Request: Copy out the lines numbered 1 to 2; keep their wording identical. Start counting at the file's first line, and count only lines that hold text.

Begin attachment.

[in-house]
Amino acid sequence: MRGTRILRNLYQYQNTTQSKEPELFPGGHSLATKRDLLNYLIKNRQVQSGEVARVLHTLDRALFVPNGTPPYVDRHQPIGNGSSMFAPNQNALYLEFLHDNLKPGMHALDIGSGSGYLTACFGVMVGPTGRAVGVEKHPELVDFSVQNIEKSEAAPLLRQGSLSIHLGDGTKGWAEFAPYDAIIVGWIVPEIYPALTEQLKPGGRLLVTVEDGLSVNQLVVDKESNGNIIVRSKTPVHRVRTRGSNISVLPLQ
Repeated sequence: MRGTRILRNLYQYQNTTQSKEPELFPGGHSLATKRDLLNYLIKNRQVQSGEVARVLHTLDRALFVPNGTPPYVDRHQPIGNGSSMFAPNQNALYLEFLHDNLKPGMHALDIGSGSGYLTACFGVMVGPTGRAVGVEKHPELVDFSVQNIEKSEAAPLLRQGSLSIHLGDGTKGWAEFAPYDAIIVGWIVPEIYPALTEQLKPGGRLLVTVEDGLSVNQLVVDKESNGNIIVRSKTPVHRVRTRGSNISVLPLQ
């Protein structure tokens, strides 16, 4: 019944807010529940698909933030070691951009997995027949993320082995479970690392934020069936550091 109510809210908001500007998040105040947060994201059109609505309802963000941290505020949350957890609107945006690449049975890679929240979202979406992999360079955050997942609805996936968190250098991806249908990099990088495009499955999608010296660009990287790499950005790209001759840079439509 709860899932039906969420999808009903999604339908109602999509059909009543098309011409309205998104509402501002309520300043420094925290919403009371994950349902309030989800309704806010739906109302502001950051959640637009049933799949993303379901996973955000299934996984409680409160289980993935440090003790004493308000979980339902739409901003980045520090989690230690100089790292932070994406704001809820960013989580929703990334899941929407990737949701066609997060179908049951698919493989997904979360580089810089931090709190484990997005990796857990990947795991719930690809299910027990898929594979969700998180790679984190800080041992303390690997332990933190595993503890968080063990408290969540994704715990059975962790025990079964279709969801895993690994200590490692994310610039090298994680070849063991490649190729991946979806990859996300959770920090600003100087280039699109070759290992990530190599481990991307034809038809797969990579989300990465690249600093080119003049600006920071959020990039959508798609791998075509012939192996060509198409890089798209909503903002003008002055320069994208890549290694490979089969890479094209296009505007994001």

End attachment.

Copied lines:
[in-house]
Amino acid sequence: MRGTRILRNLYQYQNTTQSKEPELFPGGHSLATKRDLLNYLIKNRQVQSGEVARVLHTLDRALFVPNGTPPYVDRHQPIGNGSSMFAPNQNALYLEFLHDNLKPGMHALDIGSGSGYLTACFGVMVGPTGRAVGVEKHPELVDFSVQNIEKSEAAPLLRQGSLSIHLGDGTKGWAEFAPYDAIIVGWIVPEIYPALTEQLKPGGRLLVTVEDGLSVNQLVVDKESNGNIIVRSKTPVHRVRTRGSNISVLPLQ